Beginning in spring 2007, a new pilot program at the U.S. Patent and Trademark Office (USPTO) will allow open peer review of pending patent applications. This project, known as Community Patent Review1, is a collaboration between the USPTO and the New York Law School Institute for Information Law & Policy designed to improve the quality of issued patents. The major financial benefactors and participants in this project include some sophisticated and prolific patent filers such as, GE, HP, IBM, Microsoft, and Red Hat, who have reportedly agreed to have some of their applications examined using this pilot program.
Traditional patent examination allows for limited participation by parties other than the applicant or the USPTO.2 Commentators have suggested that this closed process, in combination with USPTO procedures that require examiners to limit their searching for prior art to internal databases3, produces an information deficit during patent examination.4 Thus, patent examiners may not have access to the most pertinent art during examination and, as a result, patents of suspect quality may be issued.
The Process of Community Patent Review
The Community Patent Review project hopes that by subjecting patent applications to a period of open peer review this information deficit can be lessened, thereby improving patent quality. To participate in the pilot program, patent applicants request that the USPTO examine their application(s) using the Community Patent Review's web-based software, the p2patent system. The USPTO will then transfer the patent application from the traditional examination queue to the p2patent system. For four months the patent application will be posted online so that persons interested in the application may submit references that they believe to be relevant. At the close of the peer review period, the references will be ranked by the community and then forwarded to the USPTO examiner handling the application. The examiner will review the art from the peer review and make a determination of patentability.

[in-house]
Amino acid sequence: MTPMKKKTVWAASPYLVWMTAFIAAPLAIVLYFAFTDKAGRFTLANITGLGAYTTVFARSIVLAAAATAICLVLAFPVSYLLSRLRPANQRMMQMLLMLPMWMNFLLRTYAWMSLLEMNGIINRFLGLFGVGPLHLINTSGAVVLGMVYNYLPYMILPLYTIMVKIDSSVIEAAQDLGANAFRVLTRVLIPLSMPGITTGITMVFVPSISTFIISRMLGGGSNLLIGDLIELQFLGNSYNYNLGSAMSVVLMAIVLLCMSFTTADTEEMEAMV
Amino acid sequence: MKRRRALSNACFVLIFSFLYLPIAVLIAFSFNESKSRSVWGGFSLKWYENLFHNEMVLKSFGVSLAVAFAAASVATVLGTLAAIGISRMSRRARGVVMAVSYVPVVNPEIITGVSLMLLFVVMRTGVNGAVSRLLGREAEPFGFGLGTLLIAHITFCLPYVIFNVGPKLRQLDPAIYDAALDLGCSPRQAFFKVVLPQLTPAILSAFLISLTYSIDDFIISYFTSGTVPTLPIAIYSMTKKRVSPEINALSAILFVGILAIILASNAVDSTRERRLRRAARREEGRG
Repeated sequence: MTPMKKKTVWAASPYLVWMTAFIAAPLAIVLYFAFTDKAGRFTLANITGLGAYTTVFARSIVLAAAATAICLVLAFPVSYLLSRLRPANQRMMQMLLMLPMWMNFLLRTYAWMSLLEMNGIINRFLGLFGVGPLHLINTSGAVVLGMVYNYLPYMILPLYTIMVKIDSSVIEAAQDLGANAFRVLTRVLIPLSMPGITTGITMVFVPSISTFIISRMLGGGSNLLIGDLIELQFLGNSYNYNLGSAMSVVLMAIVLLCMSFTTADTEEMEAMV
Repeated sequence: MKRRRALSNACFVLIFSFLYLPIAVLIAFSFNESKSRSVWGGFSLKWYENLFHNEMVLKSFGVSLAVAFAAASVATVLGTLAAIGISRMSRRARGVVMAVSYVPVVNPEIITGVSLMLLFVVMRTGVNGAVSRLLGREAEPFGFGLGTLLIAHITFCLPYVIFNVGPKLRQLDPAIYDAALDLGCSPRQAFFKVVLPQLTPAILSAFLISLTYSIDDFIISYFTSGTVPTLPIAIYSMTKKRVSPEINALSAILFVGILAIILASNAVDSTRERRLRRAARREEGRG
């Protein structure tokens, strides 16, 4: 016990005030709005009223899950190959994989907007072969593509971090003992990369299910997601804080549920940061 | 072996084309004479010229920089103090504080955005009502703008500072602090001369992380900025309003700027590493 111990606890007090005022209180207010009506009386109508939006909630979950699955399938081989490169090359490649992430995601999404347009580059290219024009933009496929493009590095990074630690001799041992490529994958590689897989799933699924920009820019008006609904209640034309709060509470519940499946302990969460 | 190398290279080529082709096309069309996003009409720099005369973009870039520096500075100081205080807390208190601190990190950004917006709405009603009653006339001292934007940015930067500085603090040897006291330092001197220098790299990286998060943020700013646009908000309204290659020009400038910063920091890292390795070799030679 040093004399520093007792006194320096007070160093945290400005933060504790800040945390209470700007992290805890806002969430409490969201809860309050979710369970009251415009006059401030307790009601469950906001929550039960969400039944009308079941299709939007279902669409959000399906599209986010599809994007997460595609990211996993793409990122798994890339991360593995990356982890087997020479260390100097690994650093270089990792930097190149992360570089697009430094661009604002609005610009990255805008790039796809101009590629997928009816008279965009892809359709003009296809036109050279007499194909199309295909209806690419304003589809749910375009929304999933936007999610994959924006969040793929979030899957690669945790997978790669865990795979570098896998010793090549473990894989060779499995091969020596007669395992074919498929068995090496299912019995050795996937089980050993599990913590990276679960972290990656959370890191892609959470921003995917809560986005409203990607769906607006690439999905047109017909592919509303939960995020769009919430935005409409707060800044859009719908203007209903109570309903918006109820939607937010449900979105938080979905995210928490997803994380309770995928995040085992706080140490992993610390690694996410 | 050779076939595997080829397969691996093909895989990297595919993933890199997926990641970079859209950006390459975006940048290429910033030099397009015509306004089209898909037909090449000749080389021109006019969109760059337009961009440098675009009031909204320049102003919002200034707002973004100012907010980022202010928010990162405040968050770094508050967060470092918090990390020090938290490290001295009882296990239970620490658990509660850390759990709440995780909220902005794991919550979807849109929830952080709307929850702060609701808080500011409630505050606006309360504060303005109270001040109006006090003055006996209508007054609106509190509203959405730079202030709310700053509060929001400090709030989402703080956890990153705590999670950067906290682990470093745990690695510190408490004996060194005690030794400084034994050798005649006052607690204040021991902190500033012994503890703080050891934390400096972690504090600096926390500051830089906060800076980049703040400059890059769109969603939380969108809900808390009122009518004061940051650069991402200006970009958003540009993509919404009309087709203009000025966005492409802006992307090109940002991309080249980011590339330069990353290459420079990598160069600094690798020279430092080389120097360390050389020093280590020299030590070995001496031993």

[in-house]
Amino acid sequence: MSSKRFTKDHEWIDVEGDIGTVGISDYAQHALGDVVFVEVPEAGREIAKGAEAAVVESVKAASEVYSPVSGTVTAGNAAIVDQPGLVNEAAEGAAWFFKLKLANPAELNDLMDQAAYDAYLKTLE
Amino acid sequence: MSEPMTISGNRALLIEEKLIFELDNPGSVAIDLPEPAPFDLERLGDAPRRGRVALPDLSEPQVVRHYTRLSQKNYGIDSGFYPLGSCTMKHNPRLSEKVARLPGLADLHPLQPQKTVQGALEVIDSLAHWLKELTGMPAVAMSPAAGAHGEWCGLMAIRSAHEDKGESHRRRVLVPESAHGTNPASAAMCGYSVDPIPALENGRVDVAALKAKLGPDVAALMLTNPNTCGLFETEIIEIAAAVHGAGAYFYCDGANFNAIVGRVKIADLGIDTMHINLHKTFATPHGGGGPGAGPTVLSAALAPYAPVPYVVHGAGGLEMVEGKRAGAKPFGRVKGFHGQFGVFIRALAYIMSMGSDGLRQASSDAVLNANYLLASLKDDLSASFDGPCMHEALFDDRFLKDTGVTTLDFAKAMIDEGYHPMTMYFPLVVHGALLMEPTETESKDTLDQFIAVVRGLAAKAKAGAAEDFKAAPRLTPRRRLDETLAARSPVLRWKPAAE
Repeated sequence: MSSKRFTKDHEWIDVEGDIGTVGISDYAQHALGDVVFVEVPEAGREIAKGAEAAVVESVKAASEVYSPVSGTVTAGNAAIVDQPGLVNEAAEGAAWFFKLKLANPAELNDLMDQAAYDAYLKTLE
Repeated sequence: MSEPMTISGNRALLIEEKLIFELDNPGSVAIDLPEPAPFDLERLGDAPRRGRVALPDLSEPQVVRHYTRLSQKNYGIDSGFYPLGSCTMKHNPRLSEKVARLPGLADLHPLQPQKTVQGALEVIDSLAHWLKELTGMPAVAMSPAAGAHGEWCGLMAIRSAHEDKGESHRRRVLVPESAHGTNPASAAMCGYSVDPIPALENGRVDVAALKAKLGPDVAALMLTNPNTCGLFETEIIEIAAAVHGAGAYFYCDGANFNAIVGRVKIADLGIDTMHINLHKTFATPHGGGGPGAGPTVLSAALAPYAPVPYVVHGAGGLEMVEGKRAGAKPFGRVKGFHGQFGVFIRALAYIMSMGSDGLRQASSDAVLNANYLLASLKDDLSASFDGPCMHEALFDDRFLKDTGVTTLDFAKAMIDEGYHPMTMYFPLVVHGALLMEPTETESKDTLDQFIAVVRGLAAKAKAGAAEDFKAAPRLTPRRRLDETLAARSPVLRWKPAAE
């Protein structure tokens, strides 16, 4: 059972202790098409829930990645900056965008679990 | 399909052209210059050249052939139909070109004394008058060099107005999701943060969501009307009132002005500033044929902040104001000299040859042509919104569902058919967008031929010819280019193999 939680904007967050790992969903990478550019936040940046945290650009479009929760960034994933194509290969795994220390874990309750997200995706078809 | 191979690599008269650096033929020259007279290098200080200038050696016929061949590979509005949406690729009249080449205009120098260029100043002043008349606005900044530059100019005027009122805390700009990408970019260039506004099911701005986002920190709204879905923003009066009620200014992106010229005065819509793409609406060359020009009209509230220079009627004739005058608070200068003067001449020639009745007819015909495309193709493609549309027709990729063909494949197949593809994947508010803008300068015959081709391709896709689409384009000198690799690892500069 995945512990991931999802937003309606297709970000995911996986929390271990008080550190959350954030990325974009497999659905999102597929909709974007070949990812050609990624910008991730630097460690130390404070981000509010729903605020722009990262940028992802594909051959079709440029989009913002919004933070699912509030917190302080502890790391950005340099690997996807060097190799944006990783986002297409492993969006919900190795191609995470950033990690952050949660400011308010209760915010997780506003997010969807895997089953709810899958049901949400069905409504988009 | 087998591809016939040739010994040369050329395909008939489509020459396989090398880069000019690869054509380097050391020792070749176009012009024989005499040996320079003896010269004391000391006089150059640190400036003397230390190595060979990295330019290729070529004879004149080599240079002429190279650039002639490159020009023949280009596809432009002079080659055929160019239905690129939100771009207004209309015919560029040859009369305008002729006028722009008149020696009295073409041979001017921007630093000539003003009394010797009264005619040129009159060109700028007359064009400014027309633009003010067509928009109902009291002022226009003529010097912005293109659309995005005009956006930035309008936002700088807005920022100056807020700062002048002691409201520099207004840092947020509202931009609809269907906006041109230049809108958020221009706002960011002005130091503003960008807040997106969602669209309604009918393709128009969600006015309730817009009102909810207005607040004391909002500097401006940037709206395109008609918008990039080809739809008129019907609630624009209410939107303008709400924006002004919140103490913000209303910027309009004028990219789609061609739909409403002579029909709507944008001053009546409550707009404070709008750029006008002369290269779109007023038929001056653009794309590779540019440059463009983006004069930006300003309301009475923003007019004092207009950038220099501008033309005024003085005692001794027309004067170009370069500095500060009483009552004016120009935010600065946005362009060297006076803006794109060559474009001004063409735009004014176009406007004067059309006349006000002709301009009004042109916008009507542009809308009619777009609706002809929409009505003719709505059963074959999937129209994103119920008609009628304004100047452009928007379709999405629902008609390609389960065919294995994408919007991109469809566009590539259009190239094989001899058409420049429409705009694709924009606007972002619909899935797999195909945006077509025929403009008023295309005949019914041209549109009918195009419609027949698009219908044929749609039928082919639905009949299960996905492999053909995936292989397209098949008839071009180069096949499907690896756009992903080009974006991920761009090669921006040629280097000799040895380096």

USPTO Benefits for Participating
This pilot program offers several potential advantages to the USPTO. First, this program will increase the diversity of art available to the examiner by allowing the public to submit references from sources outside the USPTO internal database. Further, ranking the art based on relevance will help ease the time burden on patent examiners by providing "pre-screened" art with the new application. This means less search time for the examiner and hopefully a more detailed review of the patentability of the claims in light of the art. Finally, because this is a voluntary program, the pilot program can be enacted without extensive rulemaking allowing for immediate reform.
Patent Applicant Benefits for Participating
In addition to benefiting the USPTO, the participating patent applicants should benefit as well. First, participants will benefit because their applications will jump to the front of the USPTO examination queue by switching from the traditional examination process filled with backlogs to the p2patent program. This expedited examination may allow the applicant to obtain their patent sooner which can be commercially advantageous, particularly in rapidly evolving technologies such as software.
Second, although a patent application vetted by this process will receive the same presumption of validity as a nonvetted application, the patentee will have a better sense of the closest prior art after examination. This can benefit the patentee in deciding whether to assert the patent against potential infringers and in valuing the patent during licensing negotiations.
Finally, the patent applications in the pilot program are likely to receive increased media coverage during their progression through examination. For companies seeking to generate a "buzz" about their new technologies this pilot program may allow them to receive some free exposure for their invention.
After running the pilot this year on 250-400 voluntarily submitted software patent applications, its effectiveness will be evaluated and the program could move into new technologies, including biotechnology. Whether this pilot can deliver on its promises remains to be seen, but it appears that 2007 will be another big year for patent reform.